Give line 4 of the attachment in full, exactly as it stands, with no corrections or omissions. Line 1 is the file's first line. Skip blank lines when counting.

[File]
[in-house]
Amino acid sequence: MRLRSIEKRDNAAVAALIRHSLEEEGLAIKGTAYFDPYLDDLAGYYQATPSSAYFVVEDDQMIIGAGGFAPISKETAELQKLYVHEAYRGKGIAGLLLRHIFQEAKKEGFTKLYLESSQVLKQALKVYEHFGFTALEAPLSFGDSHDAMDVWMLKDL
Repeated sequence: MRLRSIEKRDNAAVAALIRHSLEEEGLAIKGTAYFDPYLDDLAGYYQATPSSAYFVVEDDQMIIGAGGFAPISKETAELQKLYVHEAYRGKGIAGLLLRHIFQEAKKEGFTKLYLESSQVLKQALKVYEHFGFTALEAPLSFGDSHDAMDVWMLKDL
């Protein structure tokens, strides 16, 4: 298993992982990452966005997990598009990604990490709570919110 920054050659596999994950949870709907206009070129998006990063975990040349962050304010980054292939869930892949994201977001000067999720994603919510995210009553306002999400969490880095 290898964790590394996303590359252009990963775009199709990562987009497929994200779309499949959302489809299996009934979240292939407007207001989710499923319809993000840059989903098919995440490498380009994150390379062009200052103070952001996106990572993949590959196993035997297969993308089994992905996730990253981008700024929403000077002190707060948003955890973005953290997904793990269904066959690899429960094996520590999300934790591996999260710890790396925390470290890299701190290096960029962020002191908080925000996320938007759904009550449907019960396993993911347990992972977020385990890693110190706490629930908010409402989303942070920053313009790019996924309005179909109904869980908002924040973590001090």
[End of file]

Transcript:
């Protein structure tokens, strides 16, 4: 298993992982990452966005997990598009990604990490709570919110 920054050659596999994950949870709907206009070129998006990063975990040349962050304010980054292939869930892949994201977001000067999720994603919510995210009553306002999400969490880095 290898964790590394996303590359252009990963775009199709990562987009497929994200779309499949959302489809299996009934979240292939407007207001989710499923319809993000840059989903098919995440490498380009994150390379062009200052103070952001996106990572993949590959196993035997297969993308089994992905996730990253981008700024929403000077002190707060948003955890973005953290997904793990269904066959690899429960094996520590999300934790591996999260710890790396925390470290890299701190290096960029962020002191908080925000996320938007759904009550449907019960396993993911347990992972977020385990890693110190706490629930908010409402989303942070920053313009790019996924309005179909109904869980908002924040973590001090």